"Ellen," she simpered. She held the gun low with her trigger finger safely along the side, even though she had just seen it unloaded. Someone had taught her well.
"Most shootings occur from six feet or less." He moved back ten feet and stuck out his hand. "Woman, how 'bout you give me that diamond ring you're wearing?"
Ellen narrowed her eyes. The pistol swung up toward his chest. Before she could dry fire, he crossed the distance, blocked her finger on the trigger, wrenched the gun up out of her grasp and pointed it back at her.
"Oh," Ellen said.
"It's not as easy as it looks."
"So we can't shoot, we can't fight. Should we just lie down and… die?" Streak again. He was certain she was going to say something besides "die," but changed her mind. He was glad he hadn't offered her the gun. She'd probably club him over the head with it. She'd relished the idea of disabling her opponent a tad too much.
"You're here to learn to avoid dying," he said. "Get loose from whoever is after you and don't stick around. We clear on that?"
"We can beat his brains out with a rock," Streak said.
"Only if you have one," he said. "Accept that you may get hurt. Don't get dead."
For the next half hour he put them through simple drills—how to move forward, backward and sideways, how to keep their weight balanced so they couldn't be knocked over easily. They were sweating when he called for a break. Everyone collapsed on the exercise mats, pulled bottles of water out of their bags and drained them.
He lobbed his empty bottle into the waste bin in the corner and asked, "Who wants to start?" He smiled at the little blonde. "How about you? First names only. Less to remember." Plus it gave them some privacy among a group of relative strangers. Before the classes finished, the ones who stayed would know one another well, but at the moment, first names were plenty.
"Everybody calls me Bunny," she said. "I have no intention of telling you the name Mama saddled me with. I have a husband and two teenage boys, and there are times I wish I could beat up every one of them. And no, I do not have a job."
"One husband and two teenage boys is a job," said Mrs. Claus.
She went next. "You already know—I'm Ellen. My husband and I raise Black Angus in Fayette County, and he's gone early and late with the stock. If I called the sheriff's department, they wouldn't get to me for at least twenty minutes. I'm on my own. I have to be able to take care of myself."
"Thanks, Ellen. How about you, Streak?" he asked.
She arched an eyebrow at him. "My name is Helena. I want to learn to protect myself."
"I like Streak," said Bunny. "It suits you and it's cute."
The look Helena gave her would have peeled paint, but Bunny grinned and shrugged.
Everyone waited for Helena to continue. When she didn't, he nodded to the fiftyish woman sitting beside her.
"I'm Francine. I live alone, I run a day-care center, and in case y'all hadn't noticed, I'm sixty pounds overweight and black. I didn't give birth to any of my kids, but I still consider 'em mine. As to why I'm here… In the last year three deadbeat dads under Orders of Protection have tried to pick up their kids when they weren't supposed to, and one drunk mama was strappin' her two-year-old daughter into her car seat ready to drive home when I stopped her. I need to know how to handle myself."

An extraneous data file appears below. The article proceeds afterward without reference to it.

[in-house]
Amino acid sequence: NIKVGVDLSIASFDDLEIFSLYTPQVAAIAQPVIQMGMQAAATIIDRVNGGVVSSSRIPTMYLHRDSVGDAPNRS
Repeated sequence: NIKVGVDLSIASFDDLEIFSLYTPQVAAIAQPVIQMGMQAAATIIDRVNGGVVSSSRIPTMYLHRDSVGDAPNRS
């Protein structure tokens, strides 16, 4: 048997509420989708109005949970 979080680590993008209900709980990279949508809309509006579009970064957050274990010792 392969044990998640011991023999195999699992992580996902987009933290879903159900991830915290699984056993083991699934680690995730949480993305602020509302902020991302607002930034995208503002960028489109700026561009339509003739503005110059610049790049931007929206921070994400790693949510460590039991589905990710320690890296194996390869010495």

"Did you keep the dads from taking their children?" Ellen asked.
Francine grinned at her. "Being a heifer like me has to be good for something. You bet I stopped 'em."
"Good for you," said the tall, dark woman who sat beside her. She was maybe forty-five, and looked like Streak might have if Streak only fixed herself up. Expensive haircut, expensive workout clothes, expensive trainers. Sleek as a pampered Siamese cat. "I'mAmanda. I'm a divorce lawyer. Divorces bring out the absolute worst in people and sometimes they take out their nasty tempers on me." She nodded toward the girl sitting next to her, who was maybe twenty-five, with wide hazel eyes.
"Hi, I'm Lauren." She waggled her fingernails. They were neatly manicured, but so short she must bite them.
Oh, Lord, Randy thought, she's perky.
"Walter and I haven't been married all that long," she continued. "My mama and daddy live all the way over in Birmingham and Walter's got a new job where he travels a lot and works nights. He has to do it to get ahead, but we live in a town house in Germantown, and I don't know anybody to call if I get scared."
Randy was surprised to see tears threatening to spill down her cheeks. Okay, he'd forgive her for being perky, since Walter, her husband, was obviously an insensitive jerk. Lauren was lonely and frightened. He let his gaze run over his group. He'd be willing to bet, by the time the course finished, these women would have taken her under their collective wings.